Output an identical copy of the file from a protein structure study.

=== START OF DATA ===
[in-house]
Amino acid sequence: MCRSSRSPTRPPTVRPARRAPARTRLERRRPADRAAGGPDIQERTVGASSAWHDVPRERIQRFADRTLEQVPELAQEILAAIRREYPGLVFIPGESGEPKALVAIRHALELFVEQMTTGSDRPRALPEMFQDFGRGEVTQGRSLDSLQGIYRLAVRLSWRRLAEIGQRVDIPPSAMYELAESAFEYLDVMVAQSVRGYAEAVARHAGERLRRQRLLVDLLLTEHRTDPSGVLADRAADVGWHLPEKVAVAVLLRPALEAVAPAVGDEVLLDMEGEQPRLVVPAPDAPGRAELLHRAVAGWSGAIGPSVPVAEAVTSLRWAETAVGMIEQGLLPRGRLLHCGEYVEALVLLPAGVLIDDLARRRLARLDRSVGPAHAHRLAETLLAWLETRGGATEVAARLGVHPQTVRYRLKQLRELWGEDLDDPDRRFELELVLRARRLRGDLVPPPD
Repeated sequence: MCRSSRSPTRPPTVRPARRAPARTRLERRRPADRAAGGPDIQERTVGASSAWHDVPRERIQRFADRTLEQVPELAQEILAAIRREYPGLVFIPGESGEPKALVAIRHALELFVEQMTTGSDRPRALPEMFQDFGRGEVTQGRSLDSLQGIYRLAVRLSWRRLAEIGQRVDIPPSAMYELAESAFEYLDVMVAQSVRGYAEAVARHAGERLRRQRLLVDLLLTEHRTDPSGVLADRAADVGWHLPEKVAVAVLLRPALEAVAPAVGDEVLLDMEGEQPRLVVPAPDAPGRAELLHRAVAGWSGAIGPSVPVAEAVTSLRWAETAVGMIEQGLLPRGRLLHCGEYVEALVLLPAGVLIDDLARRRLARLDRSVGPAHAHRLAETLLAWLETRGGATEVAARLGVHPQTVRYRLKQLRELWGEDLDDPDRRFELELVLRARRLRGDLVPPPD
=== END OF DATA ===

[in-house]
Amino acid sequence: MCRSSRSPTRPPTVRPARRAPARTRLERRRPADRAAGGPDIQERTVGASSAWHDVPRERIQRFADRTLEQVPELAQEILAAIRREYPGLVFIPGESGEPKALVAIRHALELFVEQMTTGSDRPRALPEMFQDFGRGEVTQGRSLDSLQGIYRLAVRLSWRRLAEIGQRVDIPPSAMYELAESAFEYLDVMVAQSVRGYAEAVARHAGERLRRQRLLVDLLLTEHRTDPSGVLADRAADVGWHLPEKVAVAVLLRPALEAVAPAVGDEVLLDMEGEQPRLVVPAPDAPGRAELLHRAVAGWSGAIGPSVPVAEAVTSLRWAETAVGMIEQGLLPRGRLLHCGEYVEALVLLPAGVLIDDLARRRLARLDRSVGPAHAHRLAETLLAWLETRGGATEVAARLGVHPQTVRYRLKQLRELWGEDLDDPDRRFELELVLRARRLRGDLVPPPD
Repeated sequence: MCRSSRSPTRPPTVRPARRAPARTRLERRRPADRAAGGPDIQERTVGASSAWHDVPRERIQRFADRTLEQVPELAQEILAAIRREYPGLVFIPGESGEPKALVAIRHALELFVEQMTTGSDRPRALPEMFQDFGRGEVTQGRSLDSLQGIYRLAVRLSWRRLAEIGQRVDIPPSAMYELAESAFEYLDVMVAQSVRGYAEAVARHAGERLRRQRLLVDLLLTEHRTDPSGVLADRAADVGWHLPEKVAVAVLLRPALEAVAPAVGDEVLLDMEGEQPRLVVPAPDAPGRAELLHRAVAGWSGAIGPSVPVAEAVTSLRWAETAVGMIEQGLLPRGRLLHCGEYVEALVLLPAGVLIDDLARRRLARLDRSVGPAHAHRLAETLLAWLETRGGATEVAARLGVHPQTVRYRLKQLRELWGEDLDDPDRRFELELVLRARRLRGDLVPPPD